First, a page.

Algorithmic processes and logic

Peter Cariani 960315 1100:

Thanks Martin for the interesting reply. I think we're on much more
similar wavelengths on these issues than I had thought. I think we
have accomplished some clarification and mutual understanding of terms,
but I still maintain contra Dennett that evolution is not an
algorithmic process.

Martin Taylor excerpted from [Martin Taylor 960314 11:10]:

    As I, and I think Dennett, use the term, an "algorithmic process"
    it means a process that delivers consistent results if it starts
    from the same state and is given the same data over and over.

The difficulty with evolution and natural selection is that they involve
interactions of organisms with their material environments, and that
neither the organism nor its environment have well-defined "states", so
that it's specious to even talk in a manner that implies that one can
put organisms in environments in a particular starting state
and <always> get the same results. If only because cosmic rays cause
mutations and there are quantum mechanical undertainties built into
the mutation process, one doesn't have a process whereby consistent
results are delivered "if one starts from the same state and
is given the same data over and over". One doesn't
even need to go that far, since there are indefinite numbers of
factors that can potentially affect the outcome of an evolutionary
process that are not counted in any (well-specified) state description.

This is a basic problem that I have with realist (or "classical
physics") ways of describing material systems in general, and biological
systems in particular. When people talk as if there is an objective,
exhaustive description for a material system, I want them
to tell me what it is, or failing that, at least, what are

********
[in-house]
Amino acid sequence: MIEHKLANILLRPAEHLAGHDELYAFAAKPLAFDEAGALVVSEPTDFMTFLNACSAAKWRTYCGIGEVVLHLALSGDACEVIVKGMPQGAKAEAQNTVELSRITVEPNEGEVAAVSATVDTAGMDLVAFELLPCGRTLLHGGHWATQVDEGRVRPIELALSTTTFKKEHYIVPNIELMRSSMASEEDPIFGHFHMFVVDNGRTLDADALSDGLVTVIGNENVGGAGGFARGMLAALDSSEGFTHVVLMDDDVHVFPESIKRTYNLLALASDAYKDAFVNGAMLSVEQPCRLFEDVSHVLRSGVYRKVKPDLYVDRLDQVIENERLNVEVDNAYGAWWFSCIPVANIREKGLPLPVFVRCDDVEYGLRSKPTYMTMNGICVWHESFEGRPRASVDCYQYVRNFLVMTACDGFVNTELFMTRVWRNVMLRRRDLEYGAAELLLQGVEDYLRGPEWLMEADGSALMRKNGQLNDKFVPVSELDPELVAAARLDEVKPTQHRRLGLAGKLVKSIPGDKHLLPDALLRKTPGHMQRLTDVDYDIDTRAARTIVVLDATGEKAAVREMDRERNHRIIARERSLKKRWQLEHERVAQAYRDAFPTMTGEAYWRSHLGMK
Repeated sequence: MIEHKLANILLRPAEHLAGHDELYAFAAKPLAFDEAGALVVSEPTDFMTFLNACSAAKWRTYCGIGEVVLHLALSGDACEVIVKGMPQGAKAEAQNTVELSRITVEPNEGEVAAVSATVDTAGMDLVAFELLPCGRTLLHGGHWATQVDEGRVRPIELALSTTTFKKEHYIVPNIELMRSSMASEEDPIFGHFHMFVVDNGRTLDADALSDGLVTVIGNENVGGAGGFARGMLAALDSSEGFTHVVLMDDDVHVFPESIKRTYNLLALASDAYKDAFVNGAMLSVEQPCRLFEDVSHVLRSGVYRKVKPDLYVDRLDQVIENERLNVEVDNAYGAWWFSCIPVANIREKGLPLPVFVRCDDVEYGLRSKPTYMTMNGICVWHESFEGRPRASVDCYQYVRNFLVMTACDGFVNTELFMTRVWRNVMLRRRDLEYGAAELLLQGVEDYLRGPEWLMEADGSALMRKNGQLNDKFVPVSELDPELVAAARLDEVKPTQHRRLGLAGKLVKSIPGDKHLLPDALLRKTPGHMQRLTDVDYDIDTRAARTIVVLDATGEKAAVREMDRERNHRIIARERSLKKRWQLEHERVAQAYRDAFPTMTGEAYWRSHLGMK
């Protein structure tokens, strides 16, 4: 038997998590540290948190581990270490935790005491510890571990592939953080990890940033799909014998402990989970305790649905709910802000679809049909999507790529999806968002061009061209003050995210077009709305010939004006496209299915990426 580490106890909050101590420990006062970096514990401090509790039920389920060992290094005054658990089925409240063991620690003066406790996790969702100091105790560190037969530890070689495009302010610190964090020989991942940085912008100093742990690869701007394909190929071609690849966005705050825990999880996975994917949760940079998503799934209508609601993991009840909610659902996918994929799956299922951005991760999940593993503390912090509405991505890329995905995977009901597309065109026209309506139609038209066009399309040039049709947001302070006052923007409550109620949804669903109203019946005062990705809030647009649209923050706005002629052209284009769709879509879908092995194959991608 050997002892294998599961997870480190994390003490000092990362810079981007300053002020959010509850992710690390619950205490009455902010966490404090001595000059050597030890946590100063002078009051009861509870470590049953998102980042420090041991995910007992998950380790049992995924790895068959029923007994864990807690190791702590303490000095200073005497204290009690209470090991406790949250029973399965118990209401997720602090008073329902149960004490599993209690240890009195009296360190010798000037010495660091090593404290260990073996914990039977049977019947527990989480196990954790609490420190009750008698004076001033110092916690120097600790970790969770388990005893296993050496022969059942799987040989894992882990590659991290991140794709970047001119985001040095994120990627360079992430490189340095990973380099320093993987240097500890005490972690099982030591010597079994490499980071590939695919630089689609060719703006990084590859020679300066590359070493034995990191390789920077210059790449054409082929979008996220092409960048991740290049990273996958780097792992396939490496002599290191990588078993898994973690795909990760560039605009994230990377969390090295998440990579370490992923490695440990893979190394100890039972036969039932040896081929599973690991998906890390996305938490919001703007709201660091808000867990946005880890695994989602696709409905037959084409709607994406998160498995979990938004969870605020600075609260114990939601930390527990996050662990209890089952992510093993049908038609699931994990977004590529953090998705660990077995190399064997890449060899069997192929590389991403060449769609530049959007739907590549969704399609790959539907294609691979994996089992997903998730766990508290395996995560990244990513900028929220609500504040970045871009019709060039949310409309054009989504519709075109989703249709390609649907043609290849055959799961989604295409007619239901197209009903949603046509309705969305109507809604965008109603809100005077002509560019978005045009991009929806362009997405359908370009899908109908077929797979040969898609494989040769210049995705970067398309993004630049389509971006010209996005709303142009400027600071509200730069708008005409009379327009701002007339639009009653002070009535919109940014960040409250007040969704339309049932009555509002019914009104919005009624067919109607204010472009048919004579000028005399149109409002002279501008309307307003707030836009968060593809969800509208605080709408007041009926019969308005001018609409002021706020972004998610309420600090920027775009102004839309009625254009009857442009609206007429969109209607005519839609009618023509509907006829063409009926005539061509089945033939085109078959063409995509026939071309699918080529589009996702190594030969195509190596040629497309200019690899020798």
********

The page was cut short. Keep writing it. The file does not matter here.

all the state varibles involved. If we can't have a list of those,
then a procedure for finding them, and so on. One goes through a
chain of these demands, one "in principle" postulation after another,
and the rubber never meets the road.

You, like Bill, deal with "algorithm"
only in the sense of a simulation of what is going on in the outer world.

I won't attempt to speak for Bill, but I use the term in the sense
of a formal procedure, a sequence of operations (like pencil-and-paper
arithmetical operations) for manipulating symbols in order to reach
a definitive result. I think this is very close to
the classical definition and meaning of the word, which came from
Arabic inventions of arithmetic operations and algebra. What concerns
me is the debasing of concepts like "computation" and "algorithm"
by their indiscriminate extension.

When you are dealing in representations, you have to be concerned with
fidelity, and obviously within the limits of any measuring system, there
can be a discrete system that is so faithful to the continuous "real?" system
that no difference can be measured or detected.

This is my point. One has to make a discrete measurement with some limits
on accuracy in order to compare quantities (outcomes), and in doing so,
one has operationally converted what was continuous and undifferentiated
into something that now is discrete. One needs to watch carefully what
mathematicians and modellers are doing with their hands, and not
to accept without critical reflection what they say they are doing.
(Much of what they say they are doing belongs in theology, as Brian
Rotman has playfully pointed out.)

Your discussion of dynamical systems and "logic-systems" is interesting, and
very similar to how we (Pattee's group at Binghamton over a decade ago)
were thinking of the material substrates of "symbolic" and
"computational" processes. And yes, one can make the energy
barriers higher and higher to increase reliability, but there is always
some chance of error. If the boundaries of the attractor basins can shift,
then one can create new stable macro-states that can be coupled to the
world in a new way. The kinds of devices I postulated adaptively modify
and construct their hardware so as to add new attractor basins to add
more accesible computational states, and to link those to other parts
of the external world, so as to create new sensors. And yes, I agree, this
is a "non-alorithmic process". In contrast to a digital computer,
whose dynamics are designed to ensure that basins of attraction are
stable over operationally-relevant time scales (stable states),
these kinds of devices would be designed to be conditionally
stable (i.e. "trainable").

Peter Cariani